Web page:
Radio 5 Live feature about shortage of beds

BBC report about rise in eating disorders in men

My second inpatient admission lasted only 6 weeks and was very much designed as an intervention to my symptoms. It would have been 8 weeks but, sadly, my much loved grandfather died whilst I was there and I didn’t feel able to stay. The interruption to the symptoms lasted as long as my stay, however the behaviours started again once discharged, tempered somewhat by my understandable grief for a man who meant the absolute world to me.

So where am I at now? I think the best way to describe it is that I am living in the world with anorexia leading me by the hand. What a horrible thing to type, but that’s how it is. After being unable to work for so long my contract was finally terminated last November. Every day now is purely functional. I try and do what I need to do to survive and that’s as much as I can do. I have little energy and anorexia has me at its mercy. Do I want this? Not one bit. Do I want to fight? I fight daily just to live, but I want SO much more. In my previous blogs I talked about some of the things that I loved in my life. None of those things are there anymore; I want them back. But for now I don’t have the resources within nor the answers to find my way to control this. Things are in transition. I’ve just moved to be nearer to my mum as I’ve previously said, so my mental health care team is changing. My eating disorders care team are waiting for that to happen so that everyone can get together and work out where we go from here. I feel like I am in limbo and whilst I am the monster, anorexia, is happily doing its thing. It’s easier to let it for now, it’s almost like allowing it for the quiet life. Wow, how rubbish is that? But it won’t always be this way. Let’s see what future blogs bring.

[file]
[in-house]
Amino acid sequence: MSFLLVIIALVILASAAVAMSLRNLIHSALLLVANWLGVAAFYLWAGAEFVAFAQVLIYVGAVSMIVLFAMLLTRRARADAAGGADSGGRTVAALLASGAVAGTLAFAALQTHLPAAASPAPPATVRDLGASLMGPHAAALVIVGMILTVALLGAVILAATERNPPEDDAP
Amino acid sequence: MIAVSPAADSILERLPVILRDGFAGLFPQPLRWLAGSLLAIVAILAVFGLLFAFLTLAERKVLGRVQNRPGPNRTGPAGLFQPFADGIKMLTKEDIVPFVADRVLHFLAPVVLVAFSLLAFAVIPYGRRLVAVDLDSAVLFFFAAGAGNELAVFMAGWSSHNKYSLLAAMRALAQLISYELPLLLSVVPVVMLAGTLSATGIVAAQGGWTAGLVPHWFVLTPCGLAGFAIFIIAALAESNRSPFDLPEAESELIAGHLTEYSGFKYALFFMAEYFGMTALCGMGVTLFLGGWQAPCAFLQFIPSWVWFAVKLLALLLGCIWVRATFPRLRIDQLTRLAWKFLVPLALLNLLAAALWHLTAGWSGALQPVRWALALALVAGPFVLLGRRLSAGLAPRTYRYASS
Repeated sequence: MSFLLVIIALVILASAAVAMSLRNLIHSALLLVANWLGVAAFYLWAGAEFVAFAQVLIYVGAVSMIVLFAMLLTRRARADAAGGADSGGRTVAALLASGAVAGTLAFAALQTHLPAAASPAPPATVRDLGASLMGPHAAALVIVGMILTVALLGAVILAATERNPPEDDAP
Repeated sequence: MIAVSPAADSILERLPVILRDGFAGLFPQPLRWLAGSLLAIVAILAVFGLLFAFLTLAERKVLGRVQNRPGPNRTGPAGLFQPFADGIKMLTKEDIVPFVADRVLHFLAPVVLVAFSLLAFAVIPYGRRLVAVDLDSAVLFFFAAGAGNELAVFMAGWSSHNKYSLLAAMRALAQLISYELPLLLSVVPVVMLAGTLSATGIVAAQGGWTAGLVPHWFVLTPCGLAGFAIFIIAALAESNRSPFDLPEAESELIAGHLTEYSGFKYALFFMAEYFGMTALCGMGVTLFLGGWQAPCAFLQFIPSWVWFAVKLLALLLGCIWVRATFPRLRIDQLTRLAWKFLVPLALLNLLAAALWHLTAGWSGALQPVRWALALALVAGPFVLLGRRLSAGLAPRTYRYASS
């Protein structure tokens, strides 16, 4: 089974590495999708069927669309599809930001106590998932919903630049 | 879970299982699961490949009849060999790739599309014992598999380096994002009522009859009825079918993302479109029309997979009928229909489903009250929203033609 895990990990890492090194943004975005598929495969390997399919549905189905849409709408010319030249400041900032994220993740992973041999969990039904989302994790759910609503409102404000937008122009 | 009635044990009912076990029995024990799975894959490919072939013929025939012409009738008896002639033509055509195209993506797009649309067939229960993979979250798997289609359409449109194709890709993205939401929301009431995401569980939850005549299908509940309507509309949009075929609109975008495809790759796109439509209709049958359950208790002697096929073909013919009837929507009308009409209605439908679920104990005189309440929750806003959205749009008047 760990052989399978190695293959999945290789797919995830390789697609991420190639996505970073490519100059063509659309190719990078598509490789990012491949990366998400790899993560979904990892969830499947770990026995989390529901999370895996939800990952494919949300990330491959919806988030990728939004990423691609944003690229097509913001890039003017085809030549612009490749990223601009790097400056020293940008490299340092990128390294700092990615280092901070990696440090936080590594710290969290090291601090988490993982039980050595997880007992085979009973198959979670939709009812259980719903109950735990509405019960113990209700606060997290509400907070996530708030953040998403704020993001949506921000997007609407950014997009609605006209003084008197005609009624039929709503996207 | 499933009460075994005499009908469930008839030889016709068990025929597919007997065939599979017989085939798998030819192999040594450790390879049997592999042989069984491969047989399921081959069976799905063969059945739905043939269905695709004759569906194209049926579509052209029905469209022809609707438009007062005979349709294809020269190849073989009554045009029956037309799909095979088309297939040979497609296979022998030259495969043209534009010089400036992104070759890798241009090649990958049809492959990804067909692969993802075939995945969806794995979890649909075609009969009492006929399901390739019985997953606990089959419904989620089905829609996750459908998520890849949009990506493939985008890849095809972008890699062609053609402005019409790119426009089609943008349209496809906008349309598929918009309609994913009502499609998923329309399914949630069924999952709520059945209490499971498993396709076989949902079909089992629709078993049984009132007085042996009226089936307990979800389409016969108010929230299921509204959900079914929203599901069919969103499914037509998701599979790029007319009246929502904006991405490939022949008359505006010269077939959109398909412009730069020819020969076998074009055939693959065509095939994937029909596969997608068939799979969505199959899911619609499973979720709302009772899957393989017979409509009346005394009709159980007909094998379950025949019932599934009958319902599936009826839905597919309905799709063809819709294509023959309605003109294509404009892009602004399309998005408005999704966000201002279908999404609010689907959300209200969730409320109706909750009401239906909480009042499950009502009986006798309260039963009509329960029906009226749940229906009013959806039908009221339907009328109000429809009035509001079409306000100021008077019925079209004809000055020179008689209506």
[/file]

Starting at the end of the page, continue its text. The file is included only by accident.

Blogs to come will be updates about how I am, but also be about things I might read and want to talk about and to do with other mental health issues. Asperger’s and borderline personality disorder are two considerations in my make up and I’m being screened for both. As those are explored I’ll talk more about it.

Finally, thank you to everyone who has been so kind about the blog launch so far. I was nervous about doing this; you guys have made me feel a whole lot better about what I’m doing x

June 7th, 2017 by